The Great Race to Inner Space: Our Surprising Future
Among the variables that seem to determine social progress, two stand out as particularly special. The more our intelligence gains access to what we may call “Inner Space,” both to the domain of very small size scales, what we will call “Physical Inner Space”, and to the domain of very powerful brain-based and computer-based simulations, or “Virtual Inner Space”, the faster we learn to generate major new economic, social, and adaptation benefits for civilization. What I suggest we call a Great Race to Inner Space appears to be the dominant developmental trend for our species. This is a surprising future, not something most of us expected. We’re just now waking up to understand this race, and its many implications for our future.
Most of us have heard of Moore’s law, the industry observation, first made by Gordon Moore in 1965, that computers double their transistor density on integrated circuits (and double their performance and efficiency as well), roughly every two years. In an excellent essay, Was Moore’s Law Inevitable? The Technium, 17 Jul 2009, the great futurist and technology scholar Kevin Kelly asked whether technological acceleration is baked into the way our universe works, and must happen whether we want it to or not. Kelly considered the evidence and argument for this question, and concluded that this may be the case. We will reach the same conclusion, and explore a few of its many exponential implications for our future. The more we pay attention to this question, at the center of a still-emerging academic field we can call acceleration studies, the better our answers will become, and the more wisdom and foresight we may gain about the accelerating aspects of our past, present, and future.
As we will discuss, sociotechnical acceleration involves the exponential growth of complexity, which we can measure by as two apparently universal processes we can call “D&D”, as follows:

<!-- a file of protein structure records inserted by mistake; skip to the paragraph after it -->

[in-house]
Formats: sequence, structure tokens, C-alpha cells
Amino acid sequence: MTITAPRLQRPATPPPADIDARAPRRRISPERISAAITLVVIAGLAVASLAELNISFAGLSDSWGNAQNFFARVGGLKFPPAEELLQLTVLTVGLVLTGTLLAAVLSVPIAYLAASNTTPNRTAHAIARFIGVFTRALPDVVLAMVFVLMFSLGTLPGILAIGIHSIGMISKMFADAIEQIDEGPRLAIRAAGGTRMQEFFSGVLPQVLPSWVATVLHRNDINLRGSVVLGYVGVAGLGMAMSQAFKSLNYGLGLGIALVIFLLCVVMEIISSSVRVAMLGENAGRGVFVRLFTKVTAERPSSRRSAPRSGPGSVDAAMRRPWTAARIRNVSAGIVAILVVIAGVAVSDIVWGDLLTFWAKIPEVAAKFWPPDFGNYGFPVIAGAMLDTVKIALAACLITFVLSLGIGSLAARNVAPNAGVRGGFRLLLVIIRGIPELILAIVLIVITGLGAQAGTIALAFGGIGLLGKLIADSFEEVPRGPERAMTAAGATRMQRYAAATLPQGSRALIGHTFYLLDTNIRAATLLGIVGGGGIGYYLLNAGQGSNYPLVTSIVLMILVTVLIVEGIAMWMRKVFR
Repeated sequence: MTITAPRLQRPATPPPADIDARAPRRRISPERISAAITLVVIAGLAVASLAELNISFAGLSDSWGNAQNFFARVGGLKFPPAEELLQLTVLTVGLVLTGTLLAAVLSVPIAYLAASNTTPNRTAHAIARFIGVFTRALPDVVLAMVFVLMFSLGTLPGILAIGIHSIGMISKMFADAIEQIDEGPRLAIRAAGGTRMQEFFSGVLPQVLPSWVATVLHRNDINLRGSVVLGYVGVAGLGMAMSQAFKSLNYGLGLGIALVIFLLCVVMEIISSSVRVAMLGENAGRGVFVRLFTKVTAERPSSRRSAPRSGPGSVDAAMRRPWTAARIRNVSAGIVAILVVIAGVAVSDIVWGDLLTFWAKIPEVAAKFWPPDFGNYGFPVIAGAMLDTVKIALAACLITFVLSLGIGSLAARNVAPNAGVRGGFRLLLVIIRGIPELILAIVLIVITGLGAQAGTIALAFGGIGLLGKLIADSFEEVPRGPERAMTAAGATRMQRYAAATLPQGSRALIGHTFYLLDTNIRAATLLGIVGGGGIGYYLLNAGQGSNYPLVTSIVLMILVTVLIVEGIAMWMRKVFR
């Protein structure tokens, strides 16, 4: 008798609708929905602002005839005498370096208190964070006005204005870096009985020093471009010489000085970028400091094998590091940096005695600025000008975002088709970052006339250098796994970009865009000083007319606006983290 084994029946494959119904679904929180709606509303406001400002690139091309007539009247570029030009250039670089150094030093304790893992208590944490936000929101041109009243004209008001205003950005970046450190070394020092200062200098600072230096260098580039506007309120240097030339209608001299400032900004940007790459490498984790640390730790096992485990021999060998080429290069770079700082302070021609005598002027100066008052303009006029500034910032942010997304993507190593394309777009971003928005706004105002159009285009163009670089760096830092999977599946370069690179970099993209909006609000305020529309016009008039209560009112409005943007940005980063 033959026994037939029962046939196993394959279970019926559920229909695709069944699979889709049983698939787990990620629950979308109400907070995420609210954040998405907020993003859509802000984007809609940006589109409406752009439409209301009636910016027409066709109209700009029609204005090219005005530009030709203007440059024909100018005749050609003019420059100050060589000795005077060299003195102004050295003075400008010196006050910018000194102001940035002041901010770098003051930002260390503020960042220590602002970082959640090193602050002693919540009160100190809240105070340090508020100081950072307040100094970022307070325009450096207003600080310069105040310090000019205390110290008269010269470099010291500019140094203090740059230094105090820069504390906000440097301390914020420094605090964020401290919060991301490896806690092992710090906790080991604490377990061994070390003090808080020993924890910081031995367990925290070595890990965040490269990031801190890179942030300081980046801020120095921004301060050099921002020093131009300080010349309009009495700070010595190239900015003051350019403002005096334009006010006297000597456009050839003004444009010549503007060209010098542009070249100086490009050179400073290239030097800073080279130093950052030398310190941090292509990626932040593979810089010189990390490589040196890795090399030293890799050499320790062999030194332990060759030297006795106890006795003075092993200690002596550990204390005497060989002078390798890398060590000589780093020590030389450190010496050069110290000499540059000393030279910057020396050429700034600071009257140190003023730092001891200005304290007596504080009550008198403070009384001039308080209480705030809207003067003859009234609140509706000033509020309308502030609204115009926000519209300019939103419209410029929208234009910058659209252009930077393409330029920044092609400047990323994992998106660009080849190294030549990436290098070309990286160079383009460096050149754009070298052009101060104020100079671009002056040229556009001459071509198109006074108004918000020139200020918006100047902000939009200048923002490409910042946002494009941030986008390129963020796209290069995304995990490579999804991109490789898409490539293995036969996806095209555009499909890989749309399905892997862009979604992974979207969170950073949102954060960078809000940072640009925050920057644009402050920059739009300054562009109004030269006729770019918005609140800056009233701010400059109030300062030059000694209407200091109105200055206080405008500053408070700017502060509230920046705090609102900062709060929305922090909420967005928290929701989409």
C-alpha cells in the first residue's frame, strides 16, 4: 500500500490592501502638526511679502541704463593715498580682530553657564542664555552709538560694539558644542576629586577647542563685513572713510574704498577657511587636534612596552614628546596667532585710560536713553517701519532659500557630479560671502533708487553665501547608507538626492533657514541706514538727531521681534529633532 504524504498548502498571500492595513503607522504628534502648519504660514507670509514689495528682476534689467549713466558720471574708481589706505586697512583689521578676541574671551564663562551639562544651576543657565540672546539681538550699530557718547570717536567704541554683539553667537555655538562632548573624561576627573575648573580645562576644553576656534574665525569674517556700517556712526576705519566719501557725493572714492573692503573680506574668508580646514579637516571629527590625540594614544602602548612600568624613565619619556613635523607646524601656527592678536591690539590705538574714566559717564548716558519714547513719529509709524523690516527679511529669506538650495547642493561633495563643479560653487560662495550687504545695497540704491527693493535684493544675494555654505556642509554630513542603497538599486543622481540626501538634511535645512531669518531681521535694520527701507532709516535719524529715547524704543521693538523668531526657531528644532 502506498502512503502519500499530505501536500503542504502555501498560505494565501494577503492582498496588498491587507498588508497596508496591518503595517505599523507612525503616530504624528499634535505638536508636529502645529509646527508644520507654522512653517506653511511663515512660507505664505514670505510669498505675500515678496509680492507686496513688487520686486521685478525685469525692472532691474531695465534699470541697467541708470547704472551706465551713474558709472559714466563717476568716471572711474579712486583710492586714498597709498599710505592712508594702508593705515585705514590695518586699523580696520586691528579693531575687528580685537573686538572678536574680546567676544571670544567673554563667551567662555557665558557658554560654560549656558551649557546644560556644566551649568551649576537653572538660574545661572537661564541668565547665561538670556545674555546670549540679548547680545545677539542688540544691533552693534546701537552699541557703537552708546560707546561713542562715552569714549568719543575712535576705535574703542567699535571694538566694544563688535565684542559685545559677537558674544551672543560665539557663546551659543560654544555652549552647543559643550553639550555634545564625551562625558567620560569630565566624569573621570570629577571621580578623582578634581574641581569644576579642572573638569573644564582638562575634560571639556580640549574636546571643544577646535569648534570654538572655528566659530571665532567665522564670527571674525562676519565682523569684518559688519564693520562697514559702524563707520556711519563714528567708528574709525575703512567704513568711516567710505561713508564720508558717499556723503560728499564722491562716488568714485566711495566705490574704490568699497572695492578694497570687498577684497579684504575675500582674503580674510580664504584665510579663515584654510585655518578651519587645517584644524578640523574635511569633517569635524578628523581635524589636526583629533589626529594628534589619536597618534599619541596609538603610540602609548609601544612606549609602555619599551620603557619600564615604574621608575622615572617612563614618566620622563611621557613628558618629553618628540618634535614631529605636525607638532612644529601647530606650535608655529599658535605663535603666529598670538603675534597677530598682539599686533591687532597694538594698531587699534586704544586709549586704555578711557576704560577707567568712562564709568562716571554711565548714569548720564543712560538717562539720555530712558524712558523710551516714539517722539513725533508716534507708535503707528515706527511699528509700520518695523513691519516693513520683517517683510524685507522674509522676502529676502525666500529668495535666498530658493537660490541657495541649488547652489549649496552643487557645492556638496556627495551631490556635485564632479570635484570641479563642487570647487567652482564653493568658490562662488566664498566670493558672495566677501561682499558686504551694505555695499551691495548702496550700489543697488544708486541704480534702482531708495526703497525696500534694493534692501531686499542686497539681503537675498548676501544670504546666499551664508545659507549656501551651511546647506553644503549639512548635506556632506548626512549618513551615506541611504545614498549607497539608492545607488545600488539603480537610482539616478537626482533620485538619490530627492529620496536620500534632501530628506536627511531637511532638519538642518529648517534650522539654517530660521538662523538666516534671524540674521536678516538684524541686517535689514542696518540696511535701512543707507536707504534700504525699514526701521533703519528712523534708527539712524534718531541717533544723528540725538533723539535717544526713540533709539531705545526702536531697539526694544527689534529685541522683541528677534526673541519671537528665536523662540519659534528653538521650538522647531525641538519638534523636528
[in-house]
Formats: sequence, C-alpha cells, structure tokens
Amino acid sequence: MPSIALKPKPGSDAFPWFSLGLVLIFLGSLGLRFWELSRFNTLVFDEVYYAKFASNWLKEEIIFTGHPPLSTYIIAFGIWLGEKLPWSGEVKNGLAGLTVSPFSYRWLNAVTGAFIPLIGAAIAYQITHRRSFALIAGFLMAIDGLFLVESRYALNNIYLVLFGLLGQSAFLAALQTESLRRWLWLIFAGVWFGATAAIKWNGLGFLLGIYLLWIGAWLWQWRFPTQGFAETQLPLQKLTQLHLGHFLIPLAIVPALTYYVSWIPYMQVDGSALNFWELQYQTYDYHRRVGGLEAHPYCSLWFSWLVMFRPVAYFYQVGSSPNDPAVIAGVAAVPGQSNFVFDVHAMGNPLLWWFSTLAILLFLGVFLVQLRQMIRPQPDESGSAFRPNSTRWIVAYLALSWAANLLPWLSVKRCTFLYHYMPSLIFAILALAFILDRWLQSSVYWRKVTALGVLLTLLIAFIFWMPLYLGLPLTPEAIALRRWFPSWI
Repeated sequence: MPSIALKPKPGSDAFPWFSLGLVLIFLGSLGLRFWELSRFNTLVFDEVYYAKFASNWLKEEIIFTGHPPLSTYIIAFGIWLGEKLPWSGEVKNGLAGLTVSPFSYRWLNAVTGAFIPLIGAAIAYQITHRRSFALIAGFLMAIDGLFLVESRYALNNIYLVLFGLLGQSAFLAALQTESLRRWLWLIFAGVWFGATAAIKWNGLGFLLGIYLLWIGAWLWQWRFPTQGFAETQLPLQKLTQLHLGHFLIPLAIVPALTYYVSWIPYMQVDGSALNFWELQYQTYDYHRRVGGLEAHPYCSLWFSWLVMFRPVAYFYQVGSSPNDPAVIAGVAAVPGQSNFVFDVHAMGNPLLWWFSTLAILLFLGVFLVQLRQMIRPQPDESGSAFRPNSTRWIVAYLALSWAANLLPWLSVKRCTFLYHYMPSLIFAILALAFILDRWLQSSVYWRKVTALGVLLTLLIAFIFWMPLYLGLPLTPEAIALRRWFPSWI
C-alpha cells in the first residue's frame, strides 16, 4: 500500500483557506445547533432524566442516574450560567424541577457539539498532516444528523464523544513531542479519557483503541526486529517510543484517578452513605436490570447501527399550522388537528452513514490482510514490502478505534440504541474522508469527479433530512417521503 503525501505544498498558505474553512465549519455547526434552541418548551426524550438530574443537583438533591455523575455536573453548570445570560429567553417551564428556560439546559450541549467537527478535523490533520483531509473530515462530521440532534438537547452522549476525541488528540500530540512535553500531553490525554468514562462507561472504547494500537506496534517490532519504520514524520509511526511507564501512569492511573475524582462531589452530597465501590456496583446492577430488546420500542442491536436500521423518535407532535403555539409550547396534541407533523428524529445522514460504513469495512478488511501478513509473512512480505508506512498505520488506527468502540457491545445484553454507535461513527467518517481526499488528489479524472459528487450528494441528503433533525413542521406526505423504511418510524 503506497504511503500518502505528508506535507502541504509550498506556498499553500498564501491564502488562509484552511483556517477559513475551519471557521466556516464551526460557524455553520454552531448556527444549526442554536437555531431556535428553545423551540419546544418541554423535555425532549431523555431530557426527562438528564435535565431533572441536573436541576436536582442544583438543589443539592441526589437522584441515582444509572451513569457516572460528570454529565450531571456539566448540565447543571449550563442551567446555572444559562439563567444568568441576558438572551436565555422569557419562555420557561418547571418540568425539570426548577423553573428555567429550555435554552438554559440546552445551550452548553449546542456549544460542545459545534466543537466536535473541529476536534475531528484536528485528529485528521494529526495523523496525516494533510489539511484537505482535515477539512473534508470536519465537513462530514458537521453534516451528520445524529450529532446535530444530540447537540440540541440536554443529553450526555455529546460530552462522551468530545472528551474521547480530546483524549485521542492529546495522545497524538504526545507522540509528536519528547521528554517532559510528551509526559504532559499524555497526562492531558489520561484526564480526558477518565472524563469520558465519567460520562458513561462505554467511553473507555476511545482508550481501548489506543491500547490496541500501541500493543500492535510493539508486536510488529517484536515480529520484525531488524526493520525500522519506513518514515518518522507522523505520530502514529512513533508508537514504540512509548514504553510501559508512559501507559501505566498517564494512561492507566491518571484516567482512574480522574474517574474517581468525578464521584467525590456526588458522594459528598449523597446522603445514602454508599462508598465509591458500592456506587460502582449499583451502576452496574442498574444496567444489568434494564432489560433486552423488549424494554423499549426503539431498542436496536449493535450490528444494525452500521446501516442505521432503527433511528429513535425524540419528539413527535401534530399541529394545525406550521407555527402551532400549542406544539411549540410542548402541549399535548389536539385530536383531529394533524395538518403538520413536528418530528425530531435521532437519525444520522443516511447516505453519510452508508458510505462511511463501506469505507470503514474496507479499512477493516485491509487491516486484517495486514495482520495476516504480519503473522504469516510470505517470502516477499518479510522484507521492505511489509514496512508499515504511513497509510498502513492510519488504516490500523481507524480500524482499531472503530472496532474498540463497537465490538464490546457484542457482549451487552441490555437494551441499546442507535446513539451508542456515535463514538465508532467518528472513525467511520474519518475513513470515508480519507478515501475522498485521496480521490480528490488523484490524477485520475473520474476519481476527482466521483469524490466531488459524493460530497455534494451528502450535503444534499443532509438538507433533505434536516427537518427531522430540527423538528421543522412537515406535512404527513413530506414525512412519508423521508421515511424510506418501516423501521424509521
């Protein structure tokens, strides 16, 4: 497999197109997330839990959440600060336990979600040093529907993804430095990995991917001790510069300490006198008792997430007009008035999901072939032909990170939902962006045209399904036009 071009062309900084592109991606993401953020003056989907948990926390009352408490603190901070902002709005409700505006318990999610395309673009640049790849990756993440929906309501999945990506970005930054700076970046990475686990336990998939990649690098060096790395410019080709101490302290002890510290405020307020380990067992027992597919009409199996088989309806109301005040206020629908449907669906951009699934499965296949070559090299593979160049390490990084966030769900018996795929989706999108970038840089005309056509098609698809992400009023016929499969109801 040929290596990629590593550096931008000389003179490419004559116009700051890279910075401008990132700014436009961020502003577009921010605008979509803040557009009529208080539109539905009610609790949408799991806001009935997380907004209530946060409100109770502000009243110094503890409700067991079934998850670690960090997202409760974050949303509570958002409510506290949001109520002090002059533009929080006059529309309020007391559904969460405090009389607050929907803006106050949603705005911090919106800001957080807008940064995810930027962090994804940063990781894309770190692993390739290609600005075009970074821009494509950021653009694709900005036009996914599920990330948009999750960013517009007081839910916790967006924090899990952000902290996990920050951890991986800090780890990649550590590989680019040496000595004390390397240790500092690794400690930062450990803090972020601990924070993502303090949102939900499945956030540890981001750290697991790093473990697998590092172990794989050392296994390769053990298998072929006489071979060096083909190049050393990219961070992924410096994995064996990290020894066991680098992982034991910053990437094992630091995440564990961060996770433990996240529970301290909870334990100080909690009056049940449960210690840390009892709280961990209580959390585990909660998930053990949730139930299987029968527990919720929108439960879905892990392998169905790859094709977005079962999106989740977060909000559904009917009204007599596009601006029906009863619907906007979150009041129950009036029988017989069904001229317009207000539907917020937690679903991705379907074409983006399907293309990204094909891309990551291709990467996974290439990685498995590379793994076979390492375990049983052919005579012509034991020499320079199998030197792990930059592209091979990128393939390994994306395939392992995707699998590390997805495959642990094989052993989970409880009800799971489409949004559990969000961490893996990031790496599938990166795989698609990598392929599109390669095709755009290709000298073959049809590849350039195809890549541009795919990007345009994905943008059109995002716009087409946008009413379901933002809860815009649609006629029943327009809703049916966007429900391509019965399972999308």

- Physical densification (miniaturization and/or density increase) measurable in spatial, temporal, energetic, or material/mass (STEM) terms.
- Informational dematerialization (growth and substitution of informational for physical processes), measurable in information, intelligence, computation, or complexity (I2C2) terms.
Replicating systems that can continually engage in densification and dematerialization are very different from replicating systems with fixed complexity, such as replicating biological organisms with a relatively stable genotype, as they expand into an ecological niche. As we’ve said, the growth of such typical replicators is on an S-curve of acceleration followed by deceleration, or — if it is in competition with other replicators — perhaps on a C-curve, in which the saturating population periodically suffers sudden small or large catastrophic collapses.
But at the same time, replicators at the leading edge of local complexity are continually able to use advances in D&D to escape the STEM (space, time, energy, and matter) resource limits that would otherwise halt their local acceleration. They move into increasingly resource dense, efficient and intelligent domains. As we discuss, evolutionary development and the I4S processes are our best current model for understanding these dynamics, and the sociotechnical acceleration that is increasingly transforming our world.
The late physicist Abraham Pais wrote an award-winning biography of Albert Einstein, one of the 20th centuries most unique minds, ‘Subtle is the Lord…’ (1982/2005). Subtle is often cited as the best work on Einstein’s mental journeys in physical theory, and a great summary of the conceptual revolutions they created. Pais wrote another equally majestic but far less known book, Inward Bound: Of Matter and Forces in the Physical World (1988), which is particularly relevant to this chapter. Inward Bound is a history of the late 19th and 20th centuries race into physical inner space, to ever smaller scales of physical theory and experiment, and of the scientists and technologists who made those contributions.
Inward Bound tells us that between 1895 and 1983, in just under 90 years, the smallest distances accessible to scientific minds shrunk a hundred million fold. Please stop reading for a moment, and let that observation sink in. In the length of one person’s lifetime, our still-primitive science managed to leap eight orders of magnitude deeper into physical inner space than human physical and informational experimentation had ever ventured before. As we’ll see in this chapter, all of humanity’s greatest advances to date have been accompanied by dramatic leaps forward in the intelligence, diversity, and virtuality of our societies, and in the density, miniaturization and efficiency of our information technologies. Human minds and bodies are Inward Bound at ever-accelerating rates, though we don’t yet realize it broadly in science today.